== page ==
These circumstances give a special urgency to the kinds of studies called for above. Unlike essentially all other scientific disciplines, conservation biology is a science with a time limit, with the clock ticking faster as the human population continues to increase. We need to understand the world of living things for the same fundamental reasons that we need to understand the physics of the unimaginably small and of the unimaginably large. We also need such understanding to manage the biosphere in a sustainable way (which we do not appear to be doing at present) and to design rational strategies for preserving some habitats while exploiting others in ways that allow some fraction of the original flora and fauna to persist. I believe future generations will find it blankly incomprehensible that we are devoting so little money and effort to the study of these questions.
This article was written while the author was in the Department of Biology, Princeton University, Princeton, NJ 08544. His present address is Department of Zoology, Oxford University, Oxford, OXI 3PS, England.
REFERENCES AND NOTES
1. The details of 40 of these webs are fully documented in J.E. Cohen, Food Webs and Niche Space (Princeton Univ. Press, Princeton, NJ, 1978) and F. Briand, Ecology 64, 253 (1983). The frequency distribution of chain lengths and other properties have been reported for all 113 webs in J.E. Cohen, F. Briand, C.M. Newman, Proc. R. Soc. London Ser. B 228, 317 (1986).
2. F. Briand and J.E. Cohen, Science 238, 317 (1986).
3. Other problems in the compilation of such catalogs of food webs include the following: one wants the "community" web, not a subset of species traced up from one resource or down from one top predator; one must decide arbitrarily, which links are regarded as too weak or too unusual to list; different researchers may have followed different procedures or had different biases in tabulating individual webs; and so on. For further discussion, see R.M May, Nature 301, 566 (1983).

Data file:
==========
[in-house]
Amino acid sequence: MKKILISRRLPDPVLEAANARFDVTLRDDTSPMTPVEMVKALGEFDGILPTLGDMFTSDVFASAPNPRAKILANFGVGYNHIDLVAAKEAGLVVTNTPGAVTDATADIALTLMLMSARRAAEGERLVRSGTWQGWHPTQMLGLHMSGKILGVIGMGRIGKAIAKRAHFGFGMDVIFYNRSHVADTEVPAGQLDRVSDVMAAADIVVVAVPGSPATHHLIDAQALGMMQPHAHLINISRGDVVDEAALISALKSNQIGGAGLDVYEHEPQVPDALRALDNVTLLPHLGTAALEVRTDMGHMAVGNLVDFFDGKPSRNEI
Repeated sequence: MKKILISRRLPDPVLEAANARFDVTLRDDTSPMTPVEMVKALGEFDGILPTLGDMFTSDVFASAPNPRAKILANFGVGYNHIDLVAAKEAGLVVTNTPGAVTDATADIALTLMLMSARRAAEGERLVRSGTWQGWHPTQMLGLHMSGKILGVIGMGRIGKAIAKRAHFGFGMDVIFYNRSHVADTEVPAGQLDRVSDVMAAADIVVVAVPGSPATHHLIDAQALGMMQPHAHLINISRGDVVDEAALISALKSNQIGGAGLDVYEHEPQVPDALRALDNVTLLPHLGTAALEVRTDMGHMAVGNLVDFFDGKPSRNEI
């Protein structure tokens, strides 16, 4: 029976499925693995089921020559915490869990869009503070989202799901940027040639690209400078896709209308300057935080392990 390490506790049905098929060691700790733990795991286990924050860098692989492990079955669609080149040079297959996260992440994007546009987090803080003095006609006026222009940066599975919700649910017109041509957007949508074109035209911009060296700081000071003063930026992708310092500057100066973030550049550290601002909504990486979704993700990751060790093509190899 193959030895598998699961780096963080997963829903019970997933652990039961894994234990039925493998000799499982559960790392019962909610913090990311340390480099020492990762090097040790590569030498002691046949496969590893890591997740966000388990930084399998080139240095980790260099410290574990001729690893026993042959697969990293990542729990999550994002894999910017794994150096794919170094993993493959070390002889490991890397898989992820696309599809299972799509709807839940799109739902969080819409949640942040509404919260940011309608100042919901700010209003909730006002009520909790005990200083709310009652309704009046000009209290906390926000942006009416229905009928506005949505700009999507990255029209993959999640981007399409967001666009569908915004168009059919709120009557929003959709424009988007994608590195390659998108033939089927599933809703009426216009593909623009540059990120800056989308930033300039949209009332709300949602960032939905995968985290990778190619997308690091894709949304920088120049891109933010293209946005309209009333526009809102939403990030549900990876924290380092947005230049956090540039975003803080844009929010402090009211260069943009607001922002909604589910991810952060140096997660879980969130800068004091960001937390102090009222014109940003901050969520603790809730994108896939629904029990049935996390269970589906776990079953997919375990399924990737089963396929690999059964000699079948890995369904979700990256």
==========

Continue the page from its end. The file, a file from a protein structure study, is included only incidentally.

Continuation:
4. J.E. Cohen, C.M. Newman, F.E. Briand, Proc. R. Soc. London Ser. B 224, 449 (1985).
5. J.E. Cohen and C.M. Newman, ibid., p. 421. This study is based on 62 food webs only.
6. P.H. Warren and J.H. Lawton, Oecologia (Berlin) 74, 231 (1987).
7. B.A. Hawkins and J.H. Lawton, Nature 326, 788 (1987).
8. J.H. Lawton, personal communication.
9. These patterns depend significantly on the range of the host plant: D.R. Strong, J.H. Lawton, T.R.E. Southwood, Insects on Plants (Blackwell, Oxford, 1984); H.C. Godfray, J. Econ. Entomol. 9, 1633 (1984); P. W. Price, Evolutionary Biology of Parasites (Princeton Univ. Press, Princeton, NJ 1980).
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17. G. Sugihara, Am. Nat. 116, 770 (1980).
18. R.M. May, in Diversity of Insect Faunas, L.A. Mound and N. Waloff, Eds. (Blackwell, Oxford, 1978), pp. 188-204.
19. L. Van Valen, Evolution 27, 27 (1973). The pattern in Fig. 2 (and in Fig. 6) could be somewhat changed if the large mammals that have become extinct over the last million years or so are included.
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27. R.M. May, in Ecological Concepts, J.M. Cherrett, Ed. (Blackwell Oxford, in press).
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30. I. Hanski, Oikos 38, 210 (1982).
31. J.H. Brown, Am. Nat. 124, 255 (1984).
32. T. Root, Atlas of Wintering North American Birds (Univ. of Chicago Press, Chicago, 1988).